American Cancer Society Cancer Action Network issued the following announcement on April 23.
The Centers for Disease Control and Prevention (CDC) released new advertisements today as part of its ongoing and highly successful “Tips from Former Smokers” national campaign.
The 25-week ad campaign begins today and will run on national cable and network broadcast stations as well as in 37 local media markets with the highest smoking rates.
Several ads included in this year’s campaign feature participants that were diagnosed with cancer as a result of their tobacco use. The following is a statement from Chris Hansen, president of the American Cancer Society Cancer Action Network (ACS CAN):
“We commend the CDC for continuing their ‘Tips from Former Smokers’ campaign with the introduction of these new, compelling advertisements. This historic advertising campaign has a proven track record of encouraging people to quit tobacco and helping prevent a lifetime of addiction for the next generation.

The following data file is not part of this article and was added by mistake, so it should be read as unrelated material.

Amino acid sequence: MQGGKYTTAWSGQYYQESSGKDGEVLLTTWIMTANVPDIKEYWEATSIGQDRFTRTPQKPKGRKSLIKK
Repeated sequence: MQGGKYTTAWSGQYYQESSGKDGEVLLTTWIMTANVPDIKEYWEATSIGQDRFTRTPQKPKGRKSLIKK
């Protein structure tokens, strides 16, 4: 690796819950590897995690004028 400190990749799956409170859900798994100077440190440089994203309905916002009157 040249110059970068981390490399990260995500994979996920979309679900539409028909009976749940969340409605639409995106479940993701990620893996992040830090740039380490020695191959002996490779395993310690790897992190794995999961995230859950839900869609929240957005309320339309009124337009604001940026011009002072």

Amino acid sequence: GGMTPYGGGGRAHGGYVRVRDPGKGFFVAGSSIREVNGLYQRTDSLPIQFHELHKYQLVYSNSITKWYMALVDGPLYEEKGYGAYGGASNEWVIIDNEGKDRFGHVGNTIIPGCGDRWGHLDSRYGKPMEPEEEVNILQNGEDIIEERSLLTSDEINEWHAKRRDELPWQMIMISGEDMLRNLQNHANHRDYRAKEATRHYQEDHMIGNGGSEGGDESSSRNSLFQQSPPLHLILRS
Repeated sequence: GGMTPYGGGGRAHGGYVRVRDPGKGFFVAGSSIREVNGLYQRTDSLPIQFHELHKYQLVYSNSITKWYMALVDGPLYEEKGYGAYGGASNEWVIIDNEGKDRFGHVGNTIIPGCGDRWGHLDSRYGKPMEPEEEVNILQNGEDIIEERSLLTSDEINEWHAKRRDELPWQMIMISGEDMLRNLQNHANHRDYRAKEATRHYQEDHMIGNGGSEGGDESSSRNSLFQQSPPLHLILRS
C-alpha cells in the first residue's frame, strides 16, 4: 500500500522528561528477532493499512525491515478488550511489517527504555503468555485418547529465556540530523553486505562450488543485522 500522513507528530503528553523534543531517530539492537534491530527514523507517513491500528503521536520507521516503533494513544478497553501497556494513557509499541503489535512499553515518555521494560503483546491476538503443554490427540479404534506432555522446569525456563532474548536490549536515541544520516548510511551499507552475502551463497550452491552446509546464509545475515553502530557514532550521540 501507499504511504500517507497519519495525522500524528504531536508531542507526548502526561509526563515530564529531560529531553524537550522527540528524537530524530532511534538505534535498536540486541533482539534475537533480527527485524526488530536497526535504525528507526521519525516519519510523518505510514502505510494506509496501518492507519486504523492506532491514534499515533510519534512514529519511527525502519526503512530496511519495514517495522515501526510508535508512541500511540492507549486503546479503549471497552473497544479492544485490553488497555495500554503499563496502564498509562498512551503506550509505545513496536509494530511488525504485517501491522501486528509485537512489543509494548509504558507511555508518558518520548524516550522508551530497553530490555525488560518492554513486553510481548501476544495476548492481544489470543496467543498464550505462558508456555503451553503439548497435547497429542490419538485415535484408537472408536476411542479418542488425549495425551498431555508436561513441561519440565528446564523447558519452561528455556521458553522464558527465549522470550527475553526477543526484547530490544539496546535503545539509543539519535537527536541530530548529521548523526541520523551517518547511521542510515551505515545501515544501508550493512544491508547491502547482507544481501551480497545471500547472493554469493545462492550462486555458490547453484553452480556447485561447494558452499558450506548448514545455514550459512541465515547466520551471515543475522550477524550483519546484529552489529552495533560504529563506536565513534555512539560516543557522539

“These powerful ads are based on strong evidence regarding which anti-smoking messages work best and have proven to be a valuable tool in the fight against this deadly addiction. Estimates provided by the CDC show that at least 500,000 smokers have quit tobacco for good as a result of the Tips campaign.
“While we continue to make progress in helping adults quit tobacco, there is still more work to do. ACS CAN is calling on Congress and the administration to prioritize efforts to reduce tobacco use and save lives by increasing funding for the CDC’s Office on Smoking and Health (OSH).
“Additionally, federal, state and local lawmakers should continue to support a comprehensive approach to tobacco control with comprehensive smoke-free laws, regular and significant increases in tobacco taxes and funding for evidence-based prevention and cessation programs, including effective mass-media campaigns. These interventions are proven to be the most effective ways to reduce tobacco use, which ultimately reduces death and suffering from tobacco-related diseases.”
Original source can be found here.